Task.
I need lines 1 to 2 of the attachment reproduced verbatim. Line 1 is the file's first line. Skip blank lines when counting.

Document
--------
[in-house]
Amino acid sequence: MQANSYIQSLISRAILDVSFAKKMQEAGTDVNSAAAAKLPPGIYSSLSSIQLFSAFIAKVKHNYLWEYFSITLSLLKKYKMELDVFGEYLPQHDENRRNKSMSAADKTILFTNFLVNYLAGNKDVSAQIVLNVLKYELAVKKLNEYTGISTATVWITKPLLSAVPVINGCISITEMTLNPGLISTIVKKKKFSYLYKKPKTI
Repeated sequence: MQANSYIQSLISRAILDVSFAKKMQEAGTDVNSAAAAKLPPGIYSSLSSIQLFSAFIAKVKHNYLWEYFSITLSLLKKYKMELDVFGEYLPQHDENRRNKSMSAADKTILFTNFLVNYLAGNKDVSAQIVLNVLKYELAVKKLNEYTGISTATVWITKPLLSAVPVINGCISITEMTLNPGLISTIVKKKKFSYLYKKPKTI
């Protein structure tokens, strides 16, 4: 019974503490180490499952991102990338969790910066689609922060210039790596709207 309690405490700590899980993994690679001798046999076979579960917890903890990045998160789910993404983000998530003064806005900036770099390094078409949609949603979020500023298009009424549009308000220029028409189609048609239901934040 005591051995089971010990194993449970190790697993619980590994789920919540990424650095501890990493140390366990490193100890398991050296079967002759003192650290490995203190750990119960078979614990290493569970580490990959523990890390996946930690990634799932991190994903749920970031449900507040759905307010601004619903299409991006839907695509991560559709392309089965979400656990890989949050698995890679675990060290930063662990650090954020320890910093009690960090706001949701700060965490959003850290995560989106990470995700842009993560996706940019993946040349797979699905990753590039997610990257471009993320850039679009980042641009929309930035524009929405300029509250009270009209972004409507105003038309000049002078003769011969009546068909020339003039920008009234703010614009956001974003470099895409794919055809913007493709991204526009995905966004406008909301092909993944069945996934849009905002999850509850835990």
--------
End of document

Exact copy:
[in-house]
Amino acid sequence: MQANSYIQSLISRAILDVSFAKKMQEAGTDVNSAAAAKLPPGIYSSLSSIQLFSAFIAKVKHNYLWEYFSITLSLLKKYKMELDVFGEYLPQHDENRRNKSMSAADKTILFTNFLVNYLAGNKDVSAQIVLNVLKYELAVKKLNEYTGISTATVWITKPLLSAVPVINGCISITEMTLNPGLISTIVKKKKFSYLYKKPKTI